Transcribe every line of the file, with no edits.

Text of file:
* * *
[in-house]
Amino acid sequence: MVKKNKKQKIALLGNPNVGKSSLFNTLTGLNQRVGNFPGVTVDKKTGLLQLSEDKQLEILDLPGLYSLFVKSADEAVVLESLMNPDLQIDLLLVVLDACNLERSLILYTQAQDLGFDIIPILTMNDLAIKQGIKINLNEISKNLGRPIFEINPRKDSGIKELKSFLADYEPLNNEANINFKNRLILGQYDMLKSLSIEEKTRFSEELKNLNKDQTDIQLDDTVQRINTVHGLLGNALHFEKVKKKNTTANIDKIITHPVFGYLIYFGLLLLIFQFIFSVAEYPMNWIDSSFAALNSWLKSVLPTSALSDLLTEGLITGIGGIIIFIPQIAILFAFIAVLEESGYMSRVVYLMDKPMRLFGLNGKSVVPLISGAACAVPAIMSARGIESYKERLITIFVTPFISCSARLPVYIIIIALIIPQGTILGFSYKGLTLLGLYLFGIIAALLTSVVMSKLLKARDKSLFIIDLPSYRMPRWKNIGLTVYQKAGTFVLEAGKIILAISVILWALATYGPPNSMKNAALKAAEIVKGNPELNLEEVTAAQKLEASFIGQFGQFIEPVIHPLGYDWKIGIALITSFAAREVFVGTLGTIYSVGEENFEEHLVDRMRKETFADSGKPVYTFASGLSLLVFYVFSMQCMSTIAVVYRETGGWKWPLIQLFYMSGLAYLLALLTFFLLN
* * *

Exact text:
[in-house]
Amino acid sequence: MVKKNKKQKIALLGNPNVGKSSLFNTLTGLNQRVGNFPGVTVDKKTGLLQLSEDKQLEILDLPGLYSLFVKSADEAVVLESLMNPDLQIDLLLVVLDACNLERSLILYTQAQDLGFDIIPILTMNDLAIKQGIKINLNEISKNLGRPIFEINPRKDSGIKELKSFLADYEPLNNEANINFKNRLILGQYDMLKSLSIEEKTRFSEELKNLNKDQTDIQLDDTVQRINTVHGLLGNALHFEKVKKKNTTANIDKIITHPVFGYLIYFGLLLLIFQFIFSVAEYPMNWIDSSFAALNSWLKSVLPTSALSDLLTEGLITGIGGIIIFIPQIAILFAFIAVLEESGYMSRVVYLMDKPMRLFGLNGKSVVPLISGAACAVPAIMSARGIESYKERLITIFVTPFISCSARLPVYIIIIALIIPQGTILGFSYKGLTLLGLYLFGIIAALLTSVVMSKLLKARDKSLFIIDLPSYRMPRWKNIGLTVYQKAGTFVLEAGKIILAISVILWALATYGPPNSMKNAALKAAEIVKGNPELNLEEVTAAQKLEASFIGQFGQFIEPVIHPLGYDWKIGIALITSFAAREVFVGTLGTIYSVGEENFEEHLVDRMRKETFADSGKPVYTFASGLSLLVFYVFSMQCMSTIAVVYRETGGWKWPLIQLFYMSGLAYLLALLTFFLLN